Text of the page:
Both bicuculline and kainic acid are widely used as convulsants to mimic seizure activity in in vitro and in vivo experiments. These compounds bind to completely different types of receptors in the brain. The action of bicuculline is primarily on the ionotropic GABAA receptors, which are ligand-gated ion channels. It only blocks the early component of IPSPs (Edwards et al., 1990; De Koninck and Mody, 1994). The late component of IPSP is bicuculline resistant and determined by the activity of GABAB receptors via a calcium-dependent potassium current (Newberry and Nicoll, 1984). Kainic acid is a specific agonist for non-NMDA receptors which mimics the effect of glutamate. In addition to its excitation, a major effect of kainic acid is a depression of inhibitory synaptic potentials. Kainic acid reduces both fast GABA-mediated IPSPs and slow, non-GABA-mediated (GABAB) late hyperpolarizing potentials. IPSP depression correlates closely with the onset of burst potential firing in response to synaptic stimulation (Scharfman, 1994a). According to Fisher and Alger (1984), epileptiform activity in hippocampus evoked by kainic acid is caused, in part, by presynaptic depolarization blockage of IPSP pathways.
Interictal epileptiform patterns induced by other GABAA antagonists such as penicillin have been studied in vivo and in vitro (Dichter and Spencer, 1969a; Traub and Wong, 1981; Schneiderman et al., 1990). At the cellular level, these interictal events consist of an initial depolarization shift with superimposed action potentials (Dichter and Spencer, 1969b; Schwartzkroin and Prince, 1977; Dingledine and Gjerstad, 1980; Swann et al., 1986; Scharfman, 1994b; de Curtis and Avanzini, 2001). At the network level, epileptiform EEG spikes evoked by bicuculline are similar in recordings from different brain areas. They consist of initial population EPSPs with superimposed bursts of population spikes followed by powerful hyperpolarization. This pattern becomes transformed into a regular sinusoidal 5–20 Hz rhythm, before the occurrence of the clinical seizure. This transformation occurs because of a gradual decrease of the afterhyperpolarization and appearance of afterdepolarization because of accumulation of extracellular potassium (Matsumoto and Marsan, 1964a,b).
In in vitro slice preparations during the first few minutes of perfusion with bicuculline, IPSPs transiently and paradoxically increase in amplitude and as IPSPs increase, the reversal potential and latency to onset remain the same (Scharfman, 1994a). The pattern of epileptiform events which was observed in our experiments in freely moving rats was similar to that observed earlier in in vitro conditions in hippocampus (Scharfman, 1994a) and piriform cortex (De Curtis et al., 1994; Forti et al., 1997).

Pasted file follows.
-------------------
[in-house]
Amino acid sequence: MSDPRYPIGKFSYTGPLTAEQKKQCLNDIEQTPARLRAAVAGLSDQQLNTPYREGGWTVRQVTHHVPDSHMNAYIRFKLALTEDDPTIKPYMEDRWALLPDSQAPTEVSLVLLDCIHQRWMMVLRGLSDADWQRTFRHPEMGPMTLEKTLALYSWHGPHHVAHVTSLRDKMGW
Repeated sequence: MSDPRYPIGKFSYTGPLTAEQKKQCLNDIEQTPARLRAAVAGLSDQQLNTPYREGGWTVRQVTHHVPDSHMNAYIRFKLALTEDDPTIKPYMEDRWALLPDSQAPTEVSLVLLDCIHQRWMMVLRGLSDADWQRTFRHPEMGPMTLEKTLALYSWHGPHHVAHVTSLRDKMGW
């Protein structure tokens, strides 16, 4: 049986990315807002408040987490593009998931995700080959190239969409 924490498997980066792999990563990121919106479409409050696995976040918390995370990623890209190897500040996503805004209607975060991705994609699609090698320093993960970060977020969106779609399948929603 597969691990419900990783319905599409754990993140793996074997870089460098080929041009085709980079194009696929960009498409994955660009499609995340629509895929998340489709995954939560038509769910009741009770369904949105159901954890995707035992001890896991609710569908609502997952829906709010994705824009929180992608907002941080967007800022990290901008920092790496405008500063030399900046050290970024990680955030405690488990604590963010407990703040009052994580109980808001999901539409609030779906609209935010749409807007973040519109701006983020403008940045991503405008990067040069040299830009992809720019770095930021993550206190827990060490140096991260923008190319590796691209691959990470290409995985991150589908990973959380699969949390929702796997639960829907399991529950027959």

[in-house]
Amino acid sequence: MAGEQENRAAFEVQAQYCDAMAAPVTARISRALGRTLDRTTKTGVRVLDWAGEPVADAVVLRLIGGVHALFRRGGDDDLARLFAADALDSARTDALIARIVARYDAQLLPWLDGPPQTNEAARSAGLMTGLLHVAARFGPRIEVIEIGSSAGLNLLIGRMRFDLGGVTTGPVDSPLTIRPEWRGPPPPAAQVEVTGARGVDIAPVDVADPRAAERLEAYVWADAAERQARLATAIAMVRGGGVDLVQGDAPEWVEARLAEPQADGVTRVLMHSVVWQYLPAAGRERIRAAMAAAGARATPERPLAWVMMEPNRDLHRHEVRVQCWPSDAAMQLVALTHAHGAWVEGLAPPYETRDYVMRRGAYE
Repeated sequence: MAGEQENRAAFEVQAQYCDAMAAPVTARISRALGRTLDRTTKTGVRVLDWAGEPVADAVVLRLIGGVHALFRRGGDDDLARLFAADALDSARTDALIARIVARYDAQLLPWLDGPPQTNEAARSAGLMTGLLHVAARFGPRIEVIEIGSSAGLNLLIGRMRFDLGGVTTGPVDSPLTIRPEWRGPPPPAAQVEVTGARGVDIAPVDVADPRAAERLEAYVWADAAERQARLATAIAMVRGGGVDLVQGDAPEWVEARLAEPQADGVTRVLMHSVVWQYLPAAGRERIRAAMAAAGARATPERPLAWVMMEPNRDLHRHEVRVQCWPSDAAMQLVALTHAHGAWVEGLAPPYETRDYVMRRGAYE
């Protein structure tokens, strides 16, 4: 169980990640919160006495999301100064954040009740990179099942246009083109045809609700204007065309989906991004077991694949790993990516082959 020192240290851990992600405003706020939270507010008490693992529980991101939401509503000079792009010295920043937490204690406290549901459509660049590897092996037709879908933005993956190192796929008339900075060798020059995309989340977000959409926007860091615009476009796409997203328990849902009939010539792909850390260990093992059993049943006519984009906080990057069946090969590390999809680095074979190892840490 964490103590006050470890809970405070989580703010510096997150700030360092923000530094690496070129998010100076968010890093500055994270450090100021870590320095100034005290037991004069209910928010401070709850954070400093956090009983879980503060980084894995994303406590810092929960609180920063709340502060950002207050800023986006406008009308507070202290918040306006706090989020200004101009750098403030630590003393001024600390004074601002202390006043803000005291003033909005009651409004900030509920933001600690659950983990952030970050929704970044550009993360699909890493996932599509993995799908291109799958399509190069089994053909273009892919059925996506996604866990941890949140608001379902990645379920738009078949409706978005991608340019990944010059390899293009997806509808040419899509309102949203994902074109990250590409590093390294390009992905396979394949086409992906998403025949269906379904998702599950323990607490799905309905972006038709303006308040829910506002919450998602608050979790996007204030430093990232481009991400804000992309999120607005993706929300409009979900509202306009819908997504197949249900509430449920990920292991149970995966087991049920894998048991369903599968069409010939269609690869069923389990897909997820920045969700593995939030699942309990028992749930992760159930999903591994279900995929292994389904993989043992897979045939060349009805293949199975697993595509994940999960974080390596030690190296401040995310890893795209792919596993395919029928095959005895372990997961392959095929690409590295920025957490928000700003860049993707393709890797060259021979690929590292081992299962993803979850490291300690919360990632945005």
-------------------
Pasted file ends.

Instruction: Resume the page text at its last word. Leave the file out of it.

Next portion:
The weakening of early GABAA inhibition “unleashes” excitation via local excitatory collaterals and generation of hypersynchronous neuronal discharges (Miles et al., 1984). The burst events in CA3 after blockage of GABAA receptors occur because of an increase in firing of pyramidal cells via local excitatory connections (Traub and Miles, 1991; de la Prida et al., 2006).
These hypersynchronous bursts of action potentials rapidly spread from the area of generation to remote areas of the brain, leading to the occurrence of a clinical seizure. A remarkable feature of epileptiform events that occur as a result of blockade of GABAA receptors (in our case by bicuculline) is that they quickly spread from the area of generation to other adjacent and remote brain areas. This suggests that the synchrony of neuronal discharges during the initial phase of bicuculline induced epileptiform events is so high that existing feed forward inhibition (Buzsáki, 1984; Trevelyan et al., 2006, 2007), which controls the level of synchrony of the incoming signal, is not strong enough to prevent their propagation from the area of injection to other brain areas. A similar situation is frequently observed during strong electrical stimulation, when an initial burst of action potentials spreads from the area of stimulation through many brain areas causing reverberation of electrical activity.
Remaining GABAB inhibition is not fast enough to interrupt the initial synchronization of electrical activity triggered by local excitatory connections, but it is crucial for termination of neuronal firing within the epileptiform burst (de la Prida et al., 2006). GABAB inhibition then serves as an additional synchronizing mechanism. Its later inhibition promotes rebound excitation resulting in hypersynchronous discharges which progressively increase in amplitude after each event. A similar mechanism was proposed by McCormick and Contreras (2001) for generation of epileptiform events in the thalamus.
In contrast to bicuculline, kainic acid effects both principal cells and interneuronal networks. In low doses (10−8 M), it evokes a small depolarization of the pyramidal cells with an increase in the frequency of discharges, and at concentrations of 10−5 M, it causes depolarization block (Robinson and Deadwyler, 1981). At the same time, kainic acid triggers an increase in the frequency of interneuron discharges and, as a result, increases both the frequency and amplitude of IPSCs on interneurons and decreases the threshold for antidromic action potentials (Semyanov and Kullmann, 2001).